Edinburgh Lectures about the History of Scotland

By Caroline Fraser

Edinburgh Lectures and The Open University are holding a lecture about the making of BBC programme, A History of Scotland, a two-part series which began its second installment on Sunday, November 8 on BBC 1.  The programme is presented by Scottish archaeologist, historian, author and broadcaster Neil Oliver, famous for hosting hit BBC show Coast.

The lecture will take place on Wednesday, November 11 in The Hub, Royal Mile, Edinburgh and will begin at 6.30pm.  The lecture is going to be chaired by journalist and broadcaster Ruth Wishart with the rest of the panel consisting of Dr Catriona MacDonald, Senior Lecturer in History, Glasgow Caledonian University and members of BBC staff who help make the programme, including Neil McDonald, the series producer who is also Creative Director of Documentaries at BBC Scotland.  Other staff on the panel include Richard Downes, the BBC series producer for A History of Scotland and the series historian Dr Mark Jardine.

Courtesy of 1adventure

The Open University, who also co-produce the BBC programme, will have a panel ready to hold an interesting and lively debate Wednesday evening, which is also open to the public.

The topics to be addressed include how the production team decided just what aspects of Scotland’s history and culture should be included in the series as it is limited to 10 hours broadcasting time.  Therefore, the debate hopes to discuss the content of the programme and what has been left out.  Also, the debate will ask pertinent questions such as can television history programmes be made without compromise? And, how does national BBC 1 manage to secure a wide range of audiences from a programme solely about Scotland? These issues and questions, among others, will be raised at the lecture.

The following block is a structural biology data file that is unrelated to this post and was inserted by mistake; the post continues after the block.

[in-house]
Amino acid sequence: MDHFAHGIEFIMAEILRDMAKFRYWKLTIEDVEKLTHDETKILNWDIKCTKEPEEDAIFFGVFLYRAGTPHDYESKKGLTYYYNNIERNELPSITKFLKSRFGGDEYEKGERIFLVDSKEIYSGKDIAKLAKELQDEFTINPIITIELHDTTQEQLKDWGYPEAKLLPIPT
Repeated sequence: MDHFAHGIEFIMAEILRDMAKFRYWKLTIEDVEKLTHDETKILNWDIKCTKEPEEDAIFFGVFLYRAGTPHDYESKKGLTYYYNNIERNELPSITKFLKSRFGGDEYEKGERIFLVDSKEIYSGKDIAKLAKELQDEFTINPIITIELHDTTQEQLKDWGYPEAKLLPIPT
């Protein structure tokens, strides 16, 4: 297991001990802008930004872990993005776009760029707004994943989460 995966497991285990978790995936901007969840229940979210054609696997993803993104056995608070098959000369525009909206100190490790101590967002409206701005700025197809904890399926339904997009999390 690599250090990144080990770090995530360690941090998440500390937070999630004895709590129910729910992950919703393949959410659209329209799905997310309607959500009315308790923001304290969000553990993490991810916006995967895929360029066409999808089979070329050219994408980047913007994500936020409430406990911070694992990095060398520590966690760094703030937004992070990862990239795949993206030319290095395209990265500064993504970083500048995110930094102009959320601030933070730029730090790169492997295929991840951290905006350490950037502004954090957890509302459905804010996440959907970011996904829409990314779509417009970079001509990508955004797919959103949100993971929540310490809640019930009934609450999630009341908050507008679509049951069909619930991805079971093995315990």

The first programme of the second installment entitled God’s Chosen People educated and entertained audiences as Oliver travelled through Scotland’s past recalling the story of the Covenanters whose religious beliefs were declared in the National Convenant of 1638.  It is Scottish history such as this that will be examined in the debate as the series producers will discuss why such topics are included in the programme.

Professor Ian Donnachie, Professor in History at The Open University is looking forward to the upcoming 60 minute programmes in the new series as he says, ‘As the series moves on in time it highlights major themes in the history of Scotland to our own times. ‘  Donnachie continues to say, ‘Many important and controversial issues that are addressed and debated in the programmes help to explain how Scotland came to be the country it is today.’

The debate hopes to reinforce this view as the panel discuss and put forward their views in support of the programme as it continues to educate, and entertain for the remainder of the series.